Systems thinking

Systems thinking involves the use of various techniques to study systems of many kinds. In nature, examples of the objects of systems thinking include ecosystems – in which various elements (such as air, water, movement, plants, and animals) interact. In organizations, systems consist of people, structures, and processes that operate together to make an organization “healthy” or “unhealthy”. Systems Engineering is the discipline that utilizes systems thinking to design, build, operate and maintain complex engineered systems.

SCHOOLS OF THOUGHT

The Circular Economy concept has deep-rooted origins and cannot be traced back to one single date or author. The generic concept has been refined and developed by the following schools of thought:

Regenerative design (representative: John T. Lyle).
Performance economy (representative: Walter Stahel).
Cradle to Cradle (representatives: Michael Braungart and William McDonough)
Blue Economy (representative: Gunter Pauli)
Permaculture (representatives: Bill Millison and David Holmgren)
Biomimicry (representative: Janine Benyus)
Industrial Ecology (this is more than a school of thought, it is an academic discipline that has been taught from the 1990s)

220px-Waste_hierarchy.svg

The evaluation of processes that protect the environment alongside resource and energy consumption to most favourable to least favourable actions.[1] The hierarchy establishes preferred program priorities based on sustainability.[1] To be sustainable, waste management cannot be solved only with technical end-of-pipe solutions and an integrated approach is necessary.[2]

The waste management hierarchy indicates an order of preference for action to reduce and manage waste, and is usually presented diagrammatically in the form of a pyramid.[3] The hierarchy captures the progression of a material or product through successive stages of waste management, and represents the latter part of the life-cycle for each product.[3]

The aim of the waste hierarchy is to extract the maximum practical benefits from products and to generate the minimum amount of waste. The proper application of the waste hierarchy can have several benefits. It can help prevent emissions of greenhouse gases, reduces pollutants, save energy, conserves resources, create jobs and stimulate the development of green technologies.[4]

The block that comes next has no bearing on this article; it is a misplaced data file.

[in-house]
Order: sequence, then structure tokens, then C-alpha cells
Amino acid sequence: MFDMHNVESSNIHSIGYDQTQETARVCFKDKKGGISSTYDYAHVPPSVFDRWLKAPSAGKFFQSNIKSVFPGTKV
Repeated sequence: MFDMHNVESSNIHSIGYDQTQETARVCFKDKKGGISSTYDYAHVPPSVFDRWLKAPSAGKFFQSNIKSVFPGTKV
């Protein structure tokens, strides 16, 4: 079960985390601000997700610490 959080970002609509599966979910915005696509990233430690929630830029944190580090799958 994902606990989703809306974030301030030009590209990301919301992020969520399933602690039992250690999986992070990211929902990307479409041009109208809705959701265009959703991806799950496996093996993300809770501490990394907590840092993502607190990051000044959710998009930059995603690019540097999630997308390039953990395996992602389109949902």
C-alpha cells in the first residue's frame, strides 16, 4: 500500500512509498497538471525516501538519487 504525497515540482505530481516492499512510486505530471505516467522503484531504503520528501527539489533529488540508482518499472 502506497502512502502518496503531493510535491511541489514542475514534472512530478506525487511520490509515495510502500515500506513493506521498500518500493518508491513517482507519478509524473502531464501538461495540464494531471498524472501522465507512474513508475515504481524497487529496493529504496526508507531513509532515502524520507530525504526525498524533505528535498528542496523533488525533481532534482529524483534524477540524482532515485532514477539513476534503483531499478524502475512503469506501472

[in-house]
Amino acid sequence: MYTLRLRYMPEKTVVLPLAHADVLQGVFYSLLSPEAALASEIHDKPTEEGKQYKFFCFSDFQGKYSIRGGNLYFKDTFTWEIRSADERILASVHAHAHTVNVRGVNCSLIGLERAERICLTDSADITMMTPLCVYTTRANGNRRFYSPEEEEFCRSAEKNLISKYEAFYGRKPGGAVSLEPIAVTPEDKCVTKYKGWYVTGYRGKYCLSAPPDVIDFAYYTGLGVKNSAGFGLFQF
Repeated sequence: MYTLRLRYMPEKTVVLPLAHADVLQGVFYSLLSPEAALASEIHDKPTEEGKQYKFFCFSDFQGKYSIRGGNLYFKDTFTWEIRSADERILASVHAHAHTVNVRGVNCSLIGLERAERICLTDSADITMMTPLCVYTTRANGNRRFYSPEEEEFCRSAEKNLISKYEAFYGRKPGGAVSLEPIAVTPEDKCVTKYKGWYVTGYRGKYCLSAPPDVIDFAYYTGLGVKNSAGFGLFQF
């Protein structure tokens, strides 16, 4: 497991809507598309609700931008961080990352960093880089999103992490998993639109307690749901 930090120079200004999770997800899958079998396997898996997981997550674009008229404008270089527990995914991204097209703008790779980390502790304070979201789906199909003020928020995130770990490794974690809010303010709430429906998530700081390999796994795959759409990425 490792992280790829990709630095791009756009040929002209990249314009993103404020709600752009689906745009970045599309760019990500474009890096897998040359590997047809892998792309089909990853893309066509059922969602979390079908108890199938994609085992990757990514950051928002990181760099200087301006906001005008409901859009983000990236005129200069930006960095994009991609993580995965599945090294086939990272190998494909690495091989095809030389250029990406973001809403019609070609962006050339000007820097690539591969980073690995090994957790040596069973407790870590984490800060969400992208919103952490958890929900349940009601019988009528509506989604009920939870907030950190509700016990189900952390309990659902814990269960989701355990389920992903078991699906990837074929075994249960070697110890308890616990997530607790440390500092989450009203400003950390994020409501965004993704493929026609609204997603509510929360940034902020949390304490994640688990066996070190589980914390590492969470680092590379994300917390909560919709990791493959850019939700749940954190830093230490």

All products and services have environmental impacts, from the extraction of raw materials for production to manufacture, distribution, use and disposal. Following the waste hierarchy will generally lead to the most resource-efficient and environmentally sound choice but in some cases refining decisions within the hierarchy or departing from it can lead to better environmental outcomes.[5]

Life cycle thinking and assessment can be used to support decision-making in the area of waste management and to identify the best environmental options. It can help policy makers understand the benefits and trade-offs they have to face when making decisions on waste management strategies. Life-cycle assessment provides an approach to ensure that the best outcome for the environment can be identified and put in place.[5] It involves looking at all stages of a product’s life to find where improvements can be made to reduce environmental impacts and improve the use or reuse of resources.[5] A key goal is to avoid actions that shift negative impacts from one stage to another. Life cycle thinking can be applied to the five stages of the waste management hierarchy.

For example, life-cycle analysis has shown that it is often better for the environment to replace an old washing machine, despite the waste generated, than to continue to use an older machine which is less energy-efficient. This is because a washing machine’s greatest environmental impact is during its use phase. Buying an energy-efficient machine and using low- temperature detergent reduce environmental impacts.[5]

The European Union Waste Framework Directive has introduced the concept of life-cycle thinking into waste policies.[5] This duality approach gives a broader view of all environmental aspects and ensures any action has an overall benefit compared to other options. The actions to deal with waste along the hierarchy should be compatible with other environmental initiatives.

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